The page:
Republican Mitt Romney stumped in Florida on Monday when went on offense to rebut criticisms of his running mate’s proposal that cut Medicare spending.
President Obama he cut Medicare, Romney noted.
“The president's idea, for instance, for Medicare was to cut it by $700 billion. That’s not the right answer,” Romney said. “We want to make sure that we preserve and protect Medicare.”
But Romney’s criticism of the Medicare cuts also boomerangs on his newly chosen running mate, Wisconsin Rep. Paul Ryan, who implicitly voted for the same Medicare cuts as president Obama’s health plan known as ObamaCare.
Under the 2011 Ryan plan bill approved by nearly every House Republican, ObamaCare would have been repealed almost entirely – except when it came to the Medicare reductions in future reimbursement rates to hospitals and drug and insurance companies.
So Medicare’s bottom-line spending would have been about the same under ObamaCare or under what some are now calling RyanCare.
But aside from the similarities in the $700 billion decade’s-worth of cuts between ObamaCare and Ryan’s plan, the two proposals differ greatly.
Ryan’s plan would likely cost future seniors more in out of pocket expenses due to the way it calls for a voucher-like premium-support system. But Ryan’s plan, nicknamed RyanCare, would save taxpayers money and would likely keep Medicare solvent longer than ObamaCare would.
The Medicare trust fund is scheduled to be insolvent in 2024 – eight years later thanks largely to the cuts in ObamaCare.
Obama diverted the money saved from Medicare to boost health subsidies for the poor and uninsured, especially in Medicaid, the state-federal health-insurance program. Also, ObamaCare raised up to $1 trillion in new taxes to help fund these programs.
Romney and Ryan oppose the new government subsidies and the tax increases. Republican supporters say Obama essentially “stole” money from Medicare to boost the other programs.
The Obama-stole-Medicare money could prove to be a political winner for Republicans. After all, it worked in 2010.
Also, voters could get lost in all of the back-and-forth over who cut what, when and why. And if both sides look equally culpable when it comes to cutting Medicare, then Democrats could lose a powerful political tool that often inures to their benefit.
So the Medicare cuts could be a sword Romney wields against Obama. Or it could be a shield that covers his flank.
Under the Ryan plan, the money saved from the Medicare cuts would have been set aside and could have been used to boost Medicare spending or reduce the deficit, which has grown on Obama’s watch, despite his promise to cut the budget in his first term.
Then there’s the plan that Romney’s campaign says he supports: A full repeal of ObamaCare, including the cuts that saved the program money.
So, technically, Romney might be advocating for more spending on Medicare for the next 10 years.
Romney and Ryan’s plans converge in 2022, where they differ sharply from ObamaCare.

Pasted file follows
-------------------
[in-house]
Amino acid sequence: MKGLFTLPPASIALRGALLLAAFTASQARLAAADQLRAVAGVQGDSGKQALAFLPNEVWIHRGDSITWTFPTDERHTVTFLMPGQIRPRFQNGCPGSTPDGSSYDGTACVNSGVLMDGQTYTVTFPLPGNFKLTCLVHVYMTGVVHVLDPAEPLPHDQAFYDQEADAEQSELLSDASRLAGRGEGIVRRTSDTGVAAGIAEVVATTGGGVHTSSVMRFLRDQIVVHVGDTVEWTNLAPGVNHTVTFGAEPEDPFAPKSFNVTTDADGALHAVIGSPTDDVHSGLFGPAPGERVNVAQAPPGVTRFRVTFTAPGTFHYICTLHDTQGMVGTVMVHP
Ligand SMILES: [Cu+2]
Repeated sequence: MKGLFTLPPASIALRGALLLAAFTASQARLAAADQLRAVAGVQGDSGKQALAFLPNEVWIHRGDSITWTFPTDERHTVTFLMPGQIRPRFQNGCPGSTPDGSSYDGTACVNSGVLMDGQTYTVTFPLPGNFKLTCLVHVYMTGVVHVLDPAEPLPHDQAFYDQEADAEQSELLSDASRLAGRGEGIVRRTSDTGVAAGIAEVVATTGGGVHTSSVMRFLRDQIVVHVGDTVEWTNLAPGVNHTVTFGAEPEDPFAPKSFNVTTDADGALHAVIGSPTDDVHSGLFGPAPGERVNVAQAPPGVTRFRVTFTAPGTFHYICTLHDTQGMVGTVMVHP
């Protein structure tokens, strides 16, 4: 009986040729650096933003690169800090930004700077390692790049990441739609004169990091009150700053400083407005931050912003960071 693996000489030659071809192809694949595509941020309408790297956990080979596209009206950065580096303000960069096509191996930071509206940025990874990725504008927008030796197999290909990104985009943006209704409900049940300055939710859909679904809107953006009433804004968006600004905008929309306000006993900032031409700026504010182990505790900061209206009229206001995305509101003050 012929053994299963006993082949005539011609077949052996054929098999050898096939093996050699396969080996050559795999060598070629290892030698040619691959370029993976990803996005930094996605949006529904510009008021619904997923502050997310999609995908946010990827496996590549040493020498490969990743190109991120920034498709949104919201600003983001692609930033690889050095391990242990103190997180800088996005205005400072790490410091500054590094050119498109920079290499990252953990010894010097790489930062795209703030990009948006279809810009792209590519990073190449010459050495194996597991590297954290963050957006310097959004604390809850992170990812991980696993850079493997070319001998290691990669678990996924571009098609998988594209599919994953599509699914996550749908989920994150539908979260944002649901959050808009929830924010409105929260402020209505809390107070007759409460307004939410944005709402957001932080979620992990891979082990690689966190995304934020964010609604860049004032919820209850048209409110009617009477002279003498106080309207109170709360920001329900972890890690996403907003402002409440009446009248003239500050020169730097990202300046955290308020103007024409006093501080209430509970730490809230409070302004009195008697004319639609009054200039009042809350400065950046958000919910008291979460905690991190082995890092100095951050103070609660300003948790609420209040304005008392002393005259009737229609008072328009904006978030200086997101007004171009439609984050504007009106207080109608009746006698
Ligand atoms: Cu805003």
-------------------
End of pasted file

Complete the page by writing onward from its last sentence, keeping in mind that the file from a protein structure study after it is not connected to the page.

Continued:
Starting in 2022, those people who turn 65 and become Medicare eligible would no longer be enrolled in traditional Medicare. Instead, they’d get the premium support.
Democrats have repeatedly said that Ryan’s plan would “end Medicare,” a comment that earned PolitFact’s “lie of the year” award. Ryan’s plan keeps Medicare, in that it helps older people with medical expenses.
RyanCare, though, would fundamentally restructure Medicare.
At its heart, the Romney-Ryan plan would give health-insurance companies the direct premium support subsidy to help cover the health insurance of each recipient. The subsidy would be larger for sicker and poorer people and it would be lower for richer and healthier people.
That would make Ryan’s plan more of what can be called a “defined-contribution” plan, where the government’s payout is clearly set. The most recent Ryan proposal caps that insurance subsidy – which Democrats somewhat inaccurately call a “voucher” – and it can only increase by .5 percent above the growth rate of GDP.
ObamaCare is more of what’s known as a defined-benefit plan, which would guarantee recipients certain services. It’s unclear, however, how services can be guaranteed when provider rates – especially at hospitals – are being cut.
Aside from the Medicare cost-reductions, Obama has proposed new measures to extend the life of Medicare by two more years – until 2026.
ObamaCare did more than just cut Medicare. It mandated people buy insurance or pay a tax-like penalty. It forced insurance companies to ultimately cover people with pre-existing conditions.
And it closed the so-called “doughnut hole” in order to subsidize up to $3,000 in prescription-drug costs for about 4 million people that went uncovered in the 2003 Medicare expansion under President Bush that Ryan voted for.
Ryan and Romney would repeal all of those aspects of ObamaCare.
But in 2011 and 2012, Ryan’s spending proposals left one ObamaCare vestige intact: The Medicare cuts.
The cuts were estimated at $500 billion over a decade, and only increased to $700 billion last month after a new analysis by the nonpartisan Congressional Budget Office.
Republicans in 2010 used those Medicare cuts as an effective political weapon. Seniors voted in droves against Democrats.
Then, the following year, House Republicans voted to keep those very cuts the party pilloried with great success. The cuts weren't explicitly spelled out in the proposal, which wasn't so much legislation as it was a resolution that outlined spending goals. But by not repealing the cuts, the Ryan plan kept them in.